Since its release nearly 20 years go, the 1998 version of The Parent Trap has stayed a constant in my list of all-time favorite films. The updated version of the 1961 classic encapsulates everything great about my childhood—Leo DiCaprio, summer camp, and the possibility that girls like myself could pull off nearly unthinkable feats.
While this film truly has it all—talented actors, a great script, and a legendary director—it’s the soundtrack that takes it to the next level for me. Instead of trying to be hip, The Parent Trap soundtrack combines classics with some obscure yet fitting songs—all of which create a musical accompaniment that doesn’t try too hard and ends up being cool anyway. That is why I bring you, in no particular order, a list of the songs from the soundtrack (that were actually played during the film) and why they fit perfectly with each scene:
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“L-O-V-E” by Nat King Cole
Right away, we can tell The Parent Trap starring Dennis Quaid, Natasha Richardson, and Lindsay Lohan is going to be a first-rate film. This Nat King Cole classic sets the tone early, and that tone is an instant jonathanlewisforcongress.com classic.
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“The Happy Club” by Bob Geldof
You might think a newer movie like this would try and capitalize on the hot, current music of its respective year of release, but you’d be wrong. The Parent Trap brings out an early 90’s Bob Geldof song, “The Happy Club.” And the jam—in the truest sense—is wonderfully matched to the camp setting with it’s energetic na-na-nas and upbeat melody.
“Soulful Strut” by Young-Holt Unlimited
How could you watch this scene and not want to reenact an awesome BFF handshake with your super-cool butler? This moment needs no lyrical accompaniment—just a jazzy tune that fits perfectly with the quick, bold movements.
“Top of the World” by Shonen Knife
This song is a punk-pop remake of the 1972 Carpenters’ “Top of the World,” and is a delightful update that fits the cool vibe of this film.
“Bad to the Bone” by George Thorogood & The Destroyers
Personally, I’ve always disliked this scene because of what happens when Hallie wins. (Spoiler alert: Annie loses the bet and ends up jumping into the camp lake sans clothing, only to realize that Hallie and her bunkmates have stolen her clothes). That’s some real mean girl stuff there, which is only bolstered by the use of this song. Regardless, it fits with the scene, so props to whomever chose it.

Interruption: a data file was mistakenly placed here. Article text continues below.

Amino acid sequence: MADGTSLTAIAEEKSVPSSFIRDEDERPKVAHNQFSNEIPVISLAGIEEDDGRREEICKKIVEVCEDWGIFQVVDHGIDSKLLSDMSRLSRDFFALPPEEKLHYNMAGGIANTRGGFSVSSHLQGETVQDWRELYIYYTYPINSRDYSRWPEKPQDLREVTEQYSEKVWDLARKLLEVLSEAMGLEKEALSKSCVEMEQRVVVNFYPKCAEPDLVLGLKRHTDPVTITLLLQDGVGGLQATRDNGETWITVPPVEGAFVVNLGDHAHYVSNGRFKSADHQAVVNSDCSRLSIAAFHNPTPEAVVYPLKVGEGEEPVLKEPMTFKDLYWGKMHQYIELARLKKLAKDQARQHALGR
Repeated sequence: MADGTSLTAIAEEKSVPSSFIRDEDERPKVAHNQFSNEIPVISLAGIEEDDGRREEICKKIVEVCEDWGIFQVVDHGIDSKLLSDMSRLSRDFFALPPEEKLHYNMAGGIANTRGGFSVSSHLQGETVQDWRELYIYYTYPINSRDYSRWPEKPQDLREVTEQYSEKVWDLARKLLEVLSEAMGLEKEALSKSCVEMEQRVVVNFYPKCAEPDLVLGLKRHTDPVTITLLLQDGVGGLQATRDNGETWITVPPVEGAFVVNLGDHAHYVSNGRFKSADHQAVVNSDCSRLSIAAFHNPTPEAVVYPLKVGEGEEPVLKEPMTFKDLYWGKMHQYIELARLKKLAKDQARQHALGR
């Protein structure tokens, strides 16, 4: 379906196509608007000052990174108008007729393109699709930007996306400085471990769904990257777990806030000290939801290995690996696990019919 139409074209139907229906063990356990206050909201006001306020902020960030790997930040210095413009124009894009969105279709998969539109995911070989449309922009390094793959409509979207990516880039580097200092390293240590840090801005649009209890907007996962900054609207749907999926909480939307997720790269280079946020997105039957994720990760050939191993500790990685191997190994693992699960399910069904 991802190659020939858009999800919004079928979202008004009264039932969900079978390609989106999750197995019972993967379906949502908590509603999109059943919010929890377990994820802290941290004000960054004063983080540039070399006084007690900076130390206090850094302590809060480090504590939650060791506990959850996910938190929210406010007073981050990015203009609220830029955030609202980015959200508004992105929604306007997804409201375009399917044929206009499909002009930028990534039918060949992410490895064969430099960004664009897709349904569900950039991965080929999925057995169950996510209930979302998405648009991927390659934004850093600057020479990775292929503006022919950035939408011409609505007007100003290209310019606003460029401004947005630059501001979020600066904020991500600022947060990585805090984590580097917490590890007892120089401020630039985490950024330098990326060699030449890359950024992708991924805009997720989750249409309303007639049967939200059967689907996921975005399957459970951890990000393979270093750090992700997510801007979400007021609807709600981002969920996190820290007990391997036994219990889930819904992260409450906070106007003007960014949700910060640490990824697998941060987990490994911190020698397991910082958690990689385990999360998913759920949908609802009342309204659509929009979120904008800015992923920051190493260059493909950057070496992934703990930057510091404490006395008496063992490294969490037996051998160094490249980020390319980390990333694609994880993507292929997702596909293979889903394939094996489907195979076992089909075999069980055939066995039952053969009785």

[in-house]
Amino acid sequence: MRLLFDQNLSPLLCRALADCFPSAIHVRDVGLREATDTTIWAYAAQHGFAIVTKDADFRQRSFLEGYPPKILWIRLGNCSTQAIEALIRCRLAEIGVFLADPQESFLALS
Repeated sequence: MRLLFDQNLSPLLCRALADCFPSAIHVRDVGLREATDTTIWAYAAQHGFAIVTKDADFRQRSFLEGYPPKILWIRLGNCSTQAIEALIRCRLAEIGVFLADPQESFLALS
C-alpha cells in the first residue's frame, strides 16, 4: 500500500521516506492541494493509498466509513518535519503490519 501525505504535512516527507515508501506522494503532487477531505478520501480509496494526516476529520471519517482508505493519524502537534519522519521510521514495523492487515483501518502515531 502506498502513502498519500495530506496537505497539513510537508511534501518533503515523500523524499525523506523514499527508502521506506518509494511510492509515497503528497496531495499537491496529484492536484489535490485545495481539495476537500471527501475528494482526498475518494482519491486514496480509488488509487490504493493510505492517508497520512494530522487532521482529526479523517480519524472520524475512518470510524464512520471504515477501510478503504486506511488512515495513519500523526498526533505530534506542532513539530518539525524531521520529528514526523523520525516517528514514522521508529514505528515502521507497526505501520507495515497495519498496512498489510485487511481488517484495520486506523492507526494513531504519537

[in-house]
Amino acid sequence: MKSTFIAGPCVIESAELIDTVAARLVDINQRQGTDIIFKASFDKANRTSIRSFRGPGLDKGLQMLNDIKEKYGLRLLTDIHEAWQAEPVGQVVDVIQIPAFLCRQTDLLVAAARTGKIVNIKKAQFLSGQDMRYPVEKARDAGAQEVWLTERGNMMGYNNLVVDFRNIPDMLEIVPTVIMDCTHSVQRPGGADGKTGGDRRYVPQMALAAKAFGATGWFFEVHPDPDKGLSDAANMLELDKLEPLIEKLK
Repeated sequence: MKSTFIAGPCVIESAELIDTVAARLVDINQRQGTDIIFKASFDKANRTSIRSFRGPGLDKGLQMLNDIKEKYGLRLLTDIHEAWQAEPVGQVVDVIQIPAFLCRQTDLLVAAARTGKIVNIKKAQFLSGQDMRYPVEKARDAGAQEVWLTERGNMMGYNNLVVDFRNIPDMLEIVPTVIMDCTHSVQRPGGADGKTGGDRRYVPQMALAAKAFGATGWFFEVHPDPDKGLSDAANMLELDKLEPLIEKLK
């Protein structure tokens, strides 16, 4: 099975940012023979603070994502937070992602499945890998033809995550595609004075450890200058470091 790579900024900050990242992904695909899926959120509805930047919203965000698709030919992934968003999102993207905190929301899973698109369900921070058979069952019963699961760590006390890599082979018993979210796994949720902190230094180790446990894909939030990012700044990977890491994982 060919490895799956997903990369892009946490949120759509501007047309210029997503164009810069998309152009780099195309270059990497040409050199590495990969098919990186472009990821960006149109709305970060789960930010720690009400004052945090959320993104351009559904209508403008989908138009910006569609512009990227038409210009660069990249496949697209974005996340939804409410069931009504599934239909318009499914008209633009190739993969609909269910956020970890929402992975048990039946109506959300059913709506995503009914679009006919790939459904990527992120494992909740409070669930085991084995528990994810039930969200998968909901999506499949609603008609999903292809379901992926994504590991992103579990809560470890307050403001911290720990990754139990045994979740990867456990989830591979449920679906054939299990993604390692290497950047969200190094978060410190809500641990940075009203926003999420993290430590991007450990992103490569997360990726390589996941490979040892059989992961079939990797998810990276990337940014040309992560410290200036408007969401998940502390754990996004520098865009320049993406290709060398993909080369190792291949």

“Do You Believe in Magic” by The Lovin’ Spoonful
Again with the classic tunes! Seriously, so much respect for this soundtrack. There’s something nostalgic, feel good, and truly magical about a musical montage where Hallie and Annie learn about each other’s lives.
“There She Goes” – The La’s
Hallie tours the sights of London in her cab, and it’s one of the greatest music montages in cinematic history. It captures that certain feeling of excitement and enchantment that only happens when you’re traveling somewhere new for the first time.
“Here Comes the Sun” by Bob Khaleel
Hallie meets her mother for the first time, and no other song could do this scene justice than “Here Comes the Sun.” Not only equipped with a great melody, this song channels the genuine excitement that comes along with the anticipation of finally being able to obtain something you’ve always wanted. In this case, Hallie meeting her mother for the first time.
“Never Let You Go” by Jakaranda
Hallie continues her awesome rendezvous with her mother by accompanying her on a fashion photoshoot while this little known but incredible song is playing in the background. Is it just me or did anyone else want to fly to London and rock a pale blue suit while dancing with some random supermodel? Just me? Okay.
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“Suite From The Parent Trap” by Alan Silvestri
This instrumental piece appears throughout The Parent Trap, and every time I hear it I well up a little bit. Why? Because it’s the perfect instrumental piece—sentimental, fun, memorable. I can’t explain it, but again, this movie is everything to me, so …
“(I Love You) For Sentimental Reasons” by Linda Ronstadt
Nothing says, “rekindle the romance” quite like this classic Linda Ronstadt number, especially when it’s the song that played the night Nick and Elizabeth met. Hallie and Annie did their research, and re-sparked what once was with assistance from this song (as well as Grandfather, Chessie, and Martin.)
“This Will Be (An Everlasting Love)” by Natalie Cole
If you wanted full circle, you’ve got it with this song. Not only is it a tune all about love, but it’s also sung by Nat King Cole’s daughter, Natalie Cole. Also, talk about a great wedding jam.
Which song from The Parent Trap soundtrack is your favorite? Let us know in the comments!